Ten years ago to the day, dissenting in the case of Lawrence v. Texas, Justice Antonin Scalia played the role of Cassandra, warning darkly — and at the time, it seemed, hyperbolically — that the ruling invalidating laws against homosexual conduct would lead inexorably to creation of a constitutionally protected right to same-sex marriage.
On Wednesday, dissenting in the case of U.S. v. Windsor, Chief Justice John Roberts was more Canute than Cassandra.
Like the Scandinavian king said to have sought in vain to hold back the tides, the chief justice took pains to emphasize not the potential reach of the majority’s decision to invalidate the Defense of Marriage Act but its actual limits.
“While I disagree with the result … I think it more important to point out that its analysis leads no further,” Roberts wrote of the majority opinion.
“The court does not have before it, and the logic of its opinion does not decide, the distinct question whether the states … may continue to utilize the traditional definition of marriage,” he continued.
Scalia’s response essentially boiled down to: Good luck with that. Nice tides you’ve got there, Chief.
What he actually wrote: “In my opinion … the view that this court will take of state prohibition of same-sex marriage is indicated beyond mistaking by today’s opinion.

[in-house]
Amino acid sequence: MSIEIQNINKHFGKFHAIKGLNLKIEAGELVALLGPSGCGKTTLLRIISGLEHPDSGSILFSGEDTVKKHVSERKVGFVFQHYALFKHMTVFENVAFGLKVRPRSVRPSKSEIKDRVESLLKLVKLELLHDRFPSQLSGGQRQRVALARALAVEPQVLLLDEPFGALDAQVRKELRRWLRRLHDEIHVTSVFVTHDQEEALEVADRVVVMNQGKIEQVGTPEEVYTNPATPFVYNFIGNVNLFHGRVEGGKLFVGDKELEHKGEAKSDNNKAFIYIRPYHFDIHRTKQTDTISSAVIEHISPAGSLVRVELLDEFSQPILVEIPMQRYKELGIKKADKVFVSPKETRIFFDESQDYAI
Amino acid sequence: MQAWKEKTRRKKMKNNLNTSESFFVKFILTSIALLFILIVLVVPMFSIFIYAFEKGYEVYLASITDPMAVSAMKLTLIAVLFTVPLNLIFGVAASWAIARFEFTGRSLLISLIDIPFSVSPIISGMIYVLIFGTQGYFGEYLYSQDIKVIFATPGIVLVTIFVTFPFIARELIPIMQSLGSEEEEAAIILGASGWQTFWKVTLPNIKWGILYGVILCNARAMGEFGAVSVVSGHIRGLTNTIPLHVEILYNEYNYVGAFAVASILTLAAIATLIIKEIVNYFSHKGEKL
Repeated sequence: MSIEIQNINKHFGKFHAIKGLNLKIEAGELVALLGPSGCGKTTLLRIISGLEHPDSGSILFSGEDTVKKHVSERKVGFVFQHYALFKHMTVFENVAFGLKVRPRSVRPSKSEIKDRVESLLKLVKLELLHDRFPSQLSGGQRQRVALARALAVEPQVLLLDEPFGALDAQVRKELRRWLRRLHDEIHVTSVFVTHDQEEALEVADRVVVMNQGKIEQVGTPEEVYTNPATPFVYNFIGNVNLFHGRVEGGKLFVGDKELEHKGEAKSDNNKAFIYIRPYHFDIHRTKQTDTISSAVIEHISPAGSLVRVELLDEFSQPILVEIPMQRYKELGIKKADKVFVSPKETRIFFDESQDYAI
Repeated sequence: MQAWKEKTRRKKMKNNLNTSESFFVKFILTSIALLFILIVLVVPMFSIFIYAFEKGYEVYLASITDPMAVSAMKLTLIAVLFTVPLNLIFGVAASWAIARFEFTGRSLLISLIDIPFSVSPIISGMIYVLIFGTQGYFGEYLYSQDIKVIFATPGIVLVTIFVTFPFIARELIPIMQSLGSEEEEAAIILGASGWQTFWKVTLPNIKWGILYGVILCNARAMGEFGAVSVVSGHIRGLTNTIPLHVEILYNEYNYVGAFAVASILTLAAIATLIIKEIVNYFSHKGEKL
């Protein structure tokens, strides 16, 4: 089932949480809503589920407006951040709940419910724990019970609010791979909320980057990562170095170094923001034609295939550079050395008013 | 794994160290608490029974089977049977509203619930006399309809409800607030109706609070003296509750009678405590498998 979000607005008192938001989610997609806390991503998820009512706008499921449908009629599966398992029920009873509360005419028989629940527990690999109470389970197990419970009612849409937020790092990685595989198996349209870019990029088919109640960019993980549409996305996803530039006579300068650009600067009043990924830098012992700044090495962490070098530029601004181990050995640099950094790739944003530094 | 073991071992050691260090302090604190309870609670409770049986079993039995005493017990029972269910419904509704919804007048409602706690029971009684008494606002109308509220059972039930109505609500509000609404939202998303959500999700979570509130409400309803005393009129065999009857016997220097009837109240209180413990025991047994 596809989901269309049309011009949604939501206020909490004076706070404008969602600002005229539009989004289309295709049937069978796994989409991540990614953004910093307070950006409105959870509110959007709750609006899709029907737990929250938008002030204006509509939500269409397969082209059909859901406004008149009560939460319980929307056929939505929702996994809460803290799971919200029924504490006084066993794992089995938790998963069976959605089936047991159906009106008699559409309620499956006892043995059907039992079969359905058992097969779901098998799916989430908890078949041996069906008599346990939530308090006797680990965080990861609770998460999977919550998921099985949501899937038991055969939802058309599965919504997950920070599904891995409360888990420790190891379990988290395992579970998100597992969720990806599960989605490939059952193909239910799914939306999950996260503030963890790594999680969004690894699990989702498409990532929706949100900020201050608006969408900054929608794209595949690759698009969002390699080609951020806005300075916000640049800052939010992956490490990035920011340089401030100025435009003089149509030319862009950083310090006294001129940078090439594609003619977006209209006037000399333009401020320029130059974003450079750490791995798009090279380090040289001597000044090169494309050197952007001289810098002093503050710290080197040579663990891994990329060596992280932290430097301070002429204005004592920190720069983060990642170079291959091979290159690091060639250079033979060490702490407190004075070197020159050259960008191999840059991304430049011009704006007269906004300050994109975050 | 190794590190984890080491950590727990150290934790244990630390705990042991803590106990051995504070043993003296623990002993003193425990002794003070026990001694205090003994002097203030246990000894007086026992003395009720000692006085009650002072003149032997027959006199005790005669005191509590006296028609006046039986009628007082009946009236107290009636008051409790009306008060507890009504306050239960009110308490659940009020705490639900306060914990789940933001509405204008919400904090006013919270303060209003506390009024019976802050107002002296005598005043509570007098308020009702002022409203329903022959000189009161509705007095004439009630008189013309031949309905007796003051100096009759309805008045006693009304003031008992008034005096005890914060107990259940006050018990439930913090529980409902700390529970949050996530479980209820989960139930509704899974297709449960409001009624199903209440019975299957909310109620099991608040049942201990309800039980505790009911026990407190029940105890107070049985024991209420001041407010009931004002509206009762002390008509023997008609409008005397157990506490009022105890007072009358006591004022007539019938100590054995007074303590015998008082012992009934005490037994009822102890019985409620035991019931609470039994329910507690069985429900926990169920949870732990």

“As far as this court is concerned, no one should be fooled; it is just a matter of listening and waiting for the other shoe.”
This tension — the Cassandra-Canute divide — will be at the center of the ensuing legal debate over same-sex marriage.
Is Scalia correct about the inevitability of the court finding a constitutional right to same-sex marriage?
Or can Roberts hold back that tide, emphasizing the difference between the federal government giving deference to a state’s definition of marriage and the federal government imposing a particular definition on all states?
I am rooting for Cassandra but do not, in this instance, discount Canute.
Is Justice Anthony M. Kennedy — who wrote the majority opinion in both the Lawrence and DOMA cases — truly prepared to be the fifth vote on the U.S. Supreme Court for creating a constitutional right to same-sex marriage?
Are there four others? The logic of the two cases would lead to Scalia’s result, but rigorous logic is not always the sole factor in the justices’ decision-making.
At the time of the Lawrence decision, I must confess, Scalia’s admonitions about the inevitability of same-sex marriage seemed overblown, more mischievous rhetoric than likely scenario.
But the justice was right, and I was wrong — thankfully.
The jurisprudential implications of the ruling led to numerous state court decisions declaring a right to same-sex marriage, and to Wednesday’s invalidation of DOMA. Kennedy cited Lawrence in arguing that DOMA’s refusal to recognize same-sex marriages “demeans the couple, whose moral and sexual choices the Constitution protects … and whose relationship the state has sought to dignify.”
At the same time, Kennedy took pains to assert that “this opinion and its holding are confined to those lawful marriages” that a state has already recognized.
Scalia wasn’t buying it. “It takes real cheek,” he wrote, “for today’s majority to assure us, as it is going out the door, that a constitutional requirement to give formal recognition to same-sex marriage is not at issue here — when what has preceded that assurance is a lecture on how superior the majority’s moral judgment in favor of same-sex marriage is to the Congress’ hateful moral judgment against it.”
Let’s hope he’s right, once again. The shoe can’t drop soon enough.